(As First Draft points out in Athenae's continued series of "how I'm killing journalism" posts, newspapers are far from dying. They're just not growing at the same rates that the owners would like. Indeed, if anything's killing journalism, it's management.)
But I'm going to play devil's advocate for a minute: I think there's a very plausible way that the Internet actually could kill journalism (as in the public service of reporting), and it would be a real tragedy. Ironically, it would be caused by the advances in ad-driven revenue and reader-tracking made possible by the Internet.
Now, news has long been funded by advertising. And it has mechanisms for keeping ads separated from editorial control--a much-vaunted firewall preventing money from corrupting the reporting process, at least in theory. But advertising online is a fundamentally different proposition from newspaper ads: the former is a pay-per-clickthrough or viewership-based scheme, while the latter was (like its vehicle) more of a broadcast package. Online, as opposed to offline, editors can directly see which stories are getting more attention, more hits, and thus creating more clickthroughs. And in a world where journalists are pushed harder and harder to keep profits high, that's possibly a recipe for trouble.
Because the thing is, the stories that get the hits are not necessarily the ones that journalism-as-a-public-service should be pursuing. People don't always read about foreign affairs, or financial news, or social issues with the same energy that they'll pursue, say, gadget blogs and novelty videos. The hard news can be turned into interesting, compelling stories that get readership commensurate with their importance--but it takes a lot of work. In a physical newspaper, that work has been basically subsidized by the rest of the paper: since everything falls under the same ad revenue package, editors are free to pursue stories that they deem important, such as series about complicated issues or investigative reporting. Split them out, and the picture becomes a lot more complicated.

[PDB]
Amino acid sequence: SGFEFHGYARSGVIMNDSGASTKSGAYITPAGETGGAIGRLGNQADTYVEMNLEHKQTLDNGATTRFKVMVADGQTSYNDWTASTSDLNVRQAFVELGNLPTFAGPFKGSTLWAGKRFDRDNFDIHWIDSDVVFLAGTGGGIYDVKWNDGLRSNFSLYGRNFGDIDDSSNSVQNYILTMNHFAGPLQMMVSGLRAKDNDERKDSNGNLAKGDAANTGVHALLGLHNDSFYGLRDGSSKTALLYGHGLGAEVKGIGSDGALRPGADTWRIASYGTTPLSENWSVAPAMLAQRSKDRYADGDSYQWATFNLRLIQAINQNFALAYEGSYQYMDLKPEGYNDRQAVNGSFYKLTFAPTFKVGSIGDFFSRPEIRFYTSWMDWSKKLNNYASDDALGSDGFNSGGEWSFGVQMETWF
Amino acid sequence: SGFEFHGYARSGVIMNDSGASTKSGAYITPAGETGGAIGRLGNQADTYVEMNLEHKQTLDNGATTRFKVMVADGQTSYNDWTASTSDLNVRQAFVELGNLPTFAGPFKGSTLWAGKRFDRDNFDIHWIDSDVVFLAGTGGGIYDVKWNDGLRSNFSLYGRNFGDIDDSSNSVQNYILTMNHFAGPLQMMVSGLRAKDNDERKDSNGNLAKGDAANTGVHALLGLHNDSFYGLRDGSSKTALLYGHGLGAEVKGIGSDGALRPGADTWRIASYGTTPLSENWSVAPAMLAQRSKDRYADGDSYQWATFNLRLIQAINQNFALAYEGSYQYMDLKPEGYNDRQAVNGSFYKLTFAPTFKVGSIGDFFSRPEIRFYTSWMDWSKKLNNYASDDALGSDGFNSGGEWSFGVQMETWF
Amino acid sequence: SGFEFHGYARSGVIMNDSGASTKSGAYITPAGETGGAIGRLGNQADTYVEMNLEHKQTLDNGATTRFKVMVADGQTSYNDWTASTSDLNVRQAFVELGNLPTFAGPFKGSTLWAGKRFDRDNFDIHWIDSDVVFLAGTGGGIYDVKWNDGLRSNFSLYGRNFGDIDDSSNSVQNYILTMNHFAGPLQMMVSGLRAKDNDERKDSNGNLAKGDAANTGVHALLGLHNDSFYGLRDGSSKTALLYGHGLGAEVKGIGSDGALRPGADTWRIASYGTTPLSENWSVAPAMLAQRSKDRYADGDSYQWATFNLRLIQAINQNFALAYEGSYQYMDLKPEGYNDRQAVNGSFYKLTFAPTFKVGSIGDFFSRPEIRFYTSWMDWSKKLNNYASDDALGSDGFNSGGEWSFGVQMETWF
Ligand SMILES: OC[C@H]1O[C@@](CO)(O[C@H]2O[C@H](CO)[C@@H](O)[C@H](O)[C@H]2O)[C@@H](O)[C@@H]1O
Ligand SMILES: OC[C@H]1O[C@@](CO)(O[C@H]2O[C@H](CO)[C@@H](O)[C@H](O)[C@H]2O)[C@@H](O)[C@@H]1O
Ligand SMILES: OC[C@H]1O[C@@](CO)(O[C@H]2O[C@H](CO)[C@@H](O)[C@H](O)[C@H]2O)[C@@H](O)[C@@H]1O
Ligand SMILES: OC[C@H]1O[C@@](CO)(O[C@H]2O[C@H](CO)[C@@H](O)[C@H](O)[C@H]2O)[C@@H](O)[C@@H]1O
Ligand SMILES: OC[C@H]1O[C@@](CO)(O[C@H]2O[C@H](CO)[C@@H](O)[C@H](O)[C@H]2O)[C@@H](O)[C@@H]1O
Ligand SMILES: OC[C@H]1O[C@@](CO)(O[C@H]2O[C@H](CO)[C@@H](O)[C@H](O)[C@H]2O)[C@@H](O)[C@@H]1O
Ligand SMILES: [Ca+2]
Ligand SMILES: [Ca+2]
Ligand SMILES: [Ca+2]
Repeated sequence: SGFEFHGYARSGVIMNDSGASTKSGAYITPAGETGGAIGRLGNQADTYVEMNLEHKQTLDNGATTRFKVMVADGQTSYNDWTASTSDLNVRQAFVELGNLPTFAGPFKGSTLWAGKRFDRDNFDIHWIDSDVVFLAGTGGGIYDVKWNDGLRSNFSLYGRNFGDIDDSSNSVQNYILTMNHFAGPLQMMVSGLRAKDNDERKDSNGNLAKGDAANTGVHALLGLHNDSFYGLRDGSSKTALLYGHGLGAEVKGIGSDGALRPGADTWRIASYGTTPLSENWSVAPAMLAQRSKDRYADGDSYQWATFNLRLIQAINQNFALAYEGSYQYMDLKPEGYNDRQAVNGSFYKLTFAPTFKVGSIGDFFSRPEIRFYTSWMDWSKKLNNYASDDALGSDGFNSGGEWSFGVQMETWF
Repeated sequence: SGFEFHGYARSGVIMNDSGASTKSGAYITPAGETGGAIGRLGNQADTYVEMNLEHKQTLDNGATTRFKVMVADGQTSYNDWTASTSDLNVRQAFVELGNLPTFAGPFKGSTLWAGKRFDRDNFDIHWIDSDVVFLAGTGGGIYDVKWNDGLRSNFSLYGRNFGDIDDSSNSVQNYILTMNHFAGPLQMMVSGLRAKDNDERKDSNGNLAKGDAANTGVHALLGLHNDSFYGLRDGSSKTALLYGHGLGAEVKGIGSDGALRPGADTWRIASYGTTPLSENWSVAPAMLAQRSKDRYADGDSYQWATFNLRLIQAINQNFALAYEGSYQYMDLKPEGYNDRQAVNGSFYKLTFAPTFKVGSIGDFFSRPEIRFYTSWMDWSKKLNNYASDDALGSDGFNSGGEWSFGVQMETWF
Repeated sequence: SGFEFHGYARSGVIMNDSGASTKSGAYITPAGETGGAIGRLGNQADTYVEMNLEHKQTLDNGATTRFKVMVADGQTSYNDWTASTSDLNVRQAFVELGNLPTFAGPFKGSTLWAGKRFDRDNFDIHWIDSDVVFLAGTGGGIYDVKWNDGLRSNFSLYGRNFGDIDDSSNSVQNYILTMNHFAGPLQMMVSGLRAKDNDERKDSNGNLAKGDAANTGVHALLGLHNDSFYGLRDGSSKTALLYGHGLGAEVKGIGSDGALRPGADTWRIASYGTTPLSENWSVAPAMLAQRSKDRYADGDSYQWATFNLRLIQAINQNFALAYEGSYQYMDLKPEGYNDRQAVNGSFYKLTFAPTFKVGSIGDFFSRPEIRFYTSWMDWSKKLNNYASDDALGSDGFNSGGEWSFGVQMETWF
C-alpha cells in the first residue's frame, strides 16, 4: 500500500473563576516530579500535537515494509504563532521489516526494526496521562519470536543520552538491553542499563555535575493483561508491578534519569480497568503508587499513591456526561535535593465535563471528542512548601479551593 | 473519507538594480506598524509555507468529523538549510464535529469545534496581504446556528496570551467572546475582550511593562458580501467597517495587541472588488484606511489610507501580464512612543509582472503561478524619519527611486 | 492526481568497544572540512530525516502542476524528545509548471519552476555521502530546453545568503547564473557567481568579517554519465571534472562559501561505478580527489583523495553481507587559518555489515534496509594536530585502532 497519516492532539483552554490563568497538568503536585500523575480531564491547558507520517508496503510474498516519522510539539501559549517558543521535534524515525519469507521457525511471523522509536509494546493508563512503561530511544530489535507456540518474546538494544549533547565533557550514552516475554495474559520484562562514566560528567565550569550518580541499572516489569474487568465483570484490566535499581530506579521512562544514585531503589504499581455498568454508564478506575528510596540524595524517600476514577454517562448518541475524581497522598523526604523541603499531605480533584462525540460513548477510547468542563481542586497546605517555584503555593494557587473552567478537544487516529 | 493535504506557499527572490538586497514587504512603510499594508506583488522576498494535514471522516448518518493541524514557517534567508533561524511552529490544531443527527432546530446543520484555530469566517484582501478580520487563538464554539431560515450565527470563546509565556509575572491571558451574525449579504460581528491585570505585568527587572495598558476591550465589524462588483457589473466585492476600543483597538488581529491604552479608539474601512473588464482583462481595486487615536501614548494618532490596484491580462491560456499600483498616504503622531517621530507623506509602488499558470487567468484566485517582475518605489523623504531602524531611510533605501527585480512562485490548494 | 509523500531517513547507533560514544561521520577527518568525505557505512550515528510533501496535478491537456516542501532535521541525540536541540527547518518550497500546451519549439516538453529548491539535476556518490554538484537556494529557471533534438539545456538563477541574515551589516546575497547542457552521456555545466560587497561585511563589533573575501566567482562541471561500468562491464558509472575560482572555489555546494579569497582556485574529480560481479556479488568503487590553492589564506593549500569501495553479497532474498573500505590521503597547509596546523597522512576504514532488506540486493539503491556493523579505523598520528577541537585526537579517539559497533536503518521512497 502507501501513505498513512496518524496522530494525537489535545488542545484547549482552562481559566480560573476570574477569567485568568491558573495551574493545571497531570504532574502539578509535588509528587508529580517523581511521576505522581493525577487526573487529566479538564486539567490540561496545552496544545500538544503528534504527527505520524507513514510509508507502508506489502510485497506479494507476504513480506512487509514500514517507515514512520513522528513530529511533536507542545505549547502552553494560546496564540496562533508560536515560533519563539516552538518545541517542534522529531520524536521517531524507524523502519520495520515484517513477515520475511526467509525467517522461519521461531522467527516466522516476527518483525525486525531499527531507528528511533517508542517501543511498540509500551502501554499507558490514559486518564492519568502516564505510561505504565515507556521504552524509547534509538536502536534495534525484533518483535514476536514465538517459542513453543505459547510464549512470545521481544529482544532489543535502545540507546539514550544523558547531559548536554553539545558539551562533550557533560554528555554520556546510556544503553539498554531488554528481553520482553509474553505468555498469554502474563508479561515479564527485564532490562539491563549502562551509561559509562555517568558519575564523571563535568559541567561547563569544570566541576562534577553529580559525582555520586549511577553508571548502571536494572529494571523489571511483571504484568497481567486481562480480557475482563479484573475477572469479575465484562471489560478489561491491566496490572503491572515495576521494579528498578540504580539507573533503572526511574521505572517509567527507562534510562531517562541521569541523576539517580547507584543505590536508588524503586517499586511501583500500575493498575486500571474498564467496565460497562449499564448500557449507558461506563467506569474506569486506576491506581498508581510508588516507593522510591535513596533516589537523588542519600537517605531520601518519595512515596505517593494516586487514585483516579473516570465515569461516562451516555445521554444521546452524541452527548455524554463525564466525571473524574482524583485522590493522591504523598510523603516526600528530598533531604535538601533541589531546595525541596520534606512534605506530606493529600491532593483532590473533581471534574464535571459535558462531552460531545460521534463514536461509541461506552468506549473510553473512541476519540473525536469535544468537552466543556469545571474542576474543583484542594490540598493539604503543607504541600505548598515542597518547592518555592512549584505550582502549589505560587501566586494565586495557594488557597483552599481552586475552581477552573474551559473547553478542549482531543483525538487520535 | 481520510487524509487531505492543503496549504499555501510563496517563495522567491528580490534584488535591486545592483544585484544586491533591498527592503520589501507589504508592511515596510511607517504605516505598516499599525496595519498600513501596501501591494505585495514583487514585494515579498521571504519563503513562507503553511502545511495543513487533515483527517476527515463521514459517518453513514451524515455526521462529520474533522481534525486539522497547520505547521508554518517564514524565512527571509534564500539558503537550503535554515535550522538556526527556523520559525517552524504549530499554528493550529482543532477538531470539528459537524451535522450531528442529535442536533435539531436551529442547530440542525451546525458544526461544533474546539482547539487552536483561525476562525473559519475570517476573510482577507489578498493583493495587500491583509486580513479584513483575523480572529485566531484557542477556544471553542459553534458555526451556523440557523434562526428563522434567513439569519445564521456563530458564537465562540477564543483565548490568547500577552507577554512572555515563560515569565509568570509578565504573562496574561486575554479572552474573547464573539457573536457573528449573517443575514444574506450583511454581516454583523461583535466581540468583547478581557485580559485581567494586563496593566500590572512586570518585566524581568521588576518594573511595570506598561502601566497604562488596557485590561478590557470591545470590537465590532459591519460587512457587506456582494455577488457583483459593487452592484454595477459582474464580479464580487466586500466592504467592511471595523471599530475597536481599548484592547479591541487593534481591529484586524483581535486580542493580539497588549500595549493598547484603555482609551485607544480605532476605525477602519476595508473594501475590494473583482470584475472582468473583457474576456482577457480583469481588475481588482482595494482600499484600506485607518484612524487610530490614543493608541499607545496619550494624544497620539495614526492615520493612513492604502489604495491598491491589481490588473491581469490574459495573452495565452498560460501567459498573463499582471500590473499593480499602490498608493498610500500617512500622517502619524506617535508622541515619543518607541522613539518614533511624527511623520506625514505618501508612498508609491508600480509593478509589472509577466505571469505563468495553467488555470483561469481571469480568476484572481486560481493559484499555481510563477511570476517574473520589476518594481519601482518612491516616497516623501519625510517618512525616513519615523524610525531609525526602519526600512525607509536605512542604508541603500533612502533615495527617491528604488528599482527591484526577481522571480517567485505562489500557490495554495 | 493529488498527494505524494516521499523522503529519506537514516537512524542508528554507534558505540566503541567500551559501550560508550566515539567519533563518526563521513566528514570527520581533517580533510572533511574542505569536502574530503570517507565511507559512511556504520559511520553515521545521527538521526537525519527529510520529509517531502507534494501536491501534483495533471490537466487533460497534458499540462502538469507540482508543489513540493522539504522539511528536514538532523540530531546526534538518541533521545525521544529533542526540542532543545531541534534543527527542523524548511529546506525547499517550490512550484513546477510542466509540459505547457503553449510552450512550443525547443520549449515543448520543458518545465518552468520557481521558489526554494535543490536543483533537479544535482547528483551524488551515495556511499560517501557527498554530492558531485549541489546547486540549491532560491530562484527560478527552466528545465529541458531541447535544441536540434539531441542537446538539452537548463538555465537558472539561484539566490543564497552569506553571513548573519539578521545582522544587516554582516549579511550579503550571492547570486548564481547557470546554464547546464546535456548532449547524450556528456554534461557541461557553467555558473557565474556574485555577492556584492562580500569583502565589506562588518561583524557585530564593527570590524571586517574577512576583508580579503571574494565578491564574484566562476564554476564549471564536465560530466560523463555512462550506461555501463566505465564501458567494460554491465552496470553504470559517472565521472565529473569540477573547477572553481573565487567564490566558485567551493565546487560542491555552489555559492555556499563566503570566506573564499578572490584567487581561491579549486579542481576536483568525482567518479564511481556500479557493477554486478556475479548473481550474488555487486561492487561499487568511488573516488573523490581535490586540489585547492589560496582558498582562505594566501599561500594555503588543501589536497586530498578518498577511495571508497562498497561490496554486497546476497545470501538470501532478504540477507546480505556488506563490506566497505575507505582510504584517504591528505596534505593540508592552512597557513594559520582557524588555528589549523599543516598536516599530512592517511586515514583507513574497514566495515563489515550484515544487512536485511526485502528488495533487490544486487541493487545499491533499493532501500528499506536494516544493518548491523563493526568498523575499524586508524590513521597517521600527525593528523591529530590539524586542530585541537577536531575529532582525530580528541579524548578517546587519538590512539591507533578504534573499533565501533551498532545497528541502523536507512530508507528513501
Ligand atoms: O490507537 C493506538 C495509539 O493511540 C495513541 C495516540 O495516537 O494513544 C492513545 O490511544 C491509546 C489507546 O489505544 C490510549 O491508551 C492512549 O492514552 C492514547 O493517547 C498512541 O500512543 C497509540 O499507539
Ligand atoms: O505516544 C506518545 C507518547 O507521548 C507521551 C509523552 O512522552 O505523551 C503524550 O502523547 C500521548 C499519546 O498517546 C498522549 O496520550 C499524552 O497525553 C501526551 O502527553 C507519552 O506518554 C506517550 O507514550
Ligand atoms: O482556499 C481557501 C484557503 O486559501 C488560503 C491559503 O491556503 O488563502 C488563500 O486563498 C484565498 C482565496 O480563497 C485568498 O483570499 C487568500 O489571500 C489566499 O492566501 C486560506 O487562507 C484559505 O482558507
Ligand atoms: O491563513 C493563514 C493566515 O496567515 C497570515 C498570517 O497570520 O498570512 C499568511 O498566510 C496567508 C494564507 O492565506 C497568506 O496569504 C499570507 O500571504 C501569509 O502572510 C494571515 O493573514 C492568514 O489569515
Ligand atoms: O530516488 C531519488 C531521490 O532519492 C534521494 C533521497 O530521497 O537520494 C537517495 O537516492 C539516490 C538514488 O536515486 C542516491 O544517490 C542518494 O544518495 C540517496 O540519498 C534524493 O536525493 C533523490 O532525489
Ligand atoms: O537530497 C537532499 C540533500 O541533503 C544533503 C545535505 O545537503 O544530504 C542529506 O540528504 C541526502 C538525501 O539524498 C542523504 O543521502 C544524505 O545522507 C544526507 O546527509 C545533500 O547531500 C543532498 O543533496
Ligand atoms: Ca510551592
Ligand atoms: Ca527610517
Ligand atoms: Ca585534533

I'm not saying, of course, that online editors will immediately turn to fluff in order to grab eyeballs. The process is one of slow erosion. When certain stories get disproportionately large visitor numbers (and therefore contribute larger amounts to ad revenue), it's only natural to go back to that well for a similar story. And if the stories that get visitors tend to be lighter and easier to produce than long investigations, even if the cost/benefit equation is roughly equivalent, given a choice between the two it's an easy decision to go with the less work-intensive article. Indeed, it's even easily rationalized: you're just giving the people exactly what they want (or at least what they respond to, which is not quite the same thing). Over time, that adds up. It's roughly the same problem as that faced by television news: when white women in trouble get higher viewer numbers, even without an overt editorial decision, there will be a tendency for more stories about white women in trouble. And now CNN's unwatchable.
Again, these are not new problems. The fact that investigative journalism is expensive and may not pay for itself has been a truism for a long time--but I don't think it's ever been directly provable. Now, it can be quantified. And while journalists are distracted (perhaps rightly so) over the industry's buyouts and complaints about profitability, the question of influence in the role of journalism gets short shrift. It's not helped by publishers who think the way to save their "ailing" paper is to replace back sections with lightweight, locally-focused supplements.
This is why philanthropic (or non-profit) models of journalism fascinate me. I think they have the best possible shot of creating good, public service journalism that ignores click-based feedback in a digital format. Of course, they're also vulnerable to funding loss and accusations of populist bias even beyond that of the corporate media. I'd like to think that it's not a case of the devil we know against the devil we know even better, but then I don't write here because of my sunny, optimistic viewpoint.
I'm still obsessed with This American Life's Giant Pool of Money show. The reason for my obsession is that it won't go away: I see this thing getting press from all kinds of people. Music blogs post it. Game blogs link to it. Of course, every political blog on Earth has mentioned it.
If you're trying to get people to read/view your news site online, which has been on my mind for obvious reasons, you have to look at that and ask: What did they do right? What makes that different? How do we get that kind of traffic and acclaim? Especially if you're a business reporter or editor--when Ira Frakkin' Glass is producing the best financial coverage of the year, you really need to re-evaluate your product.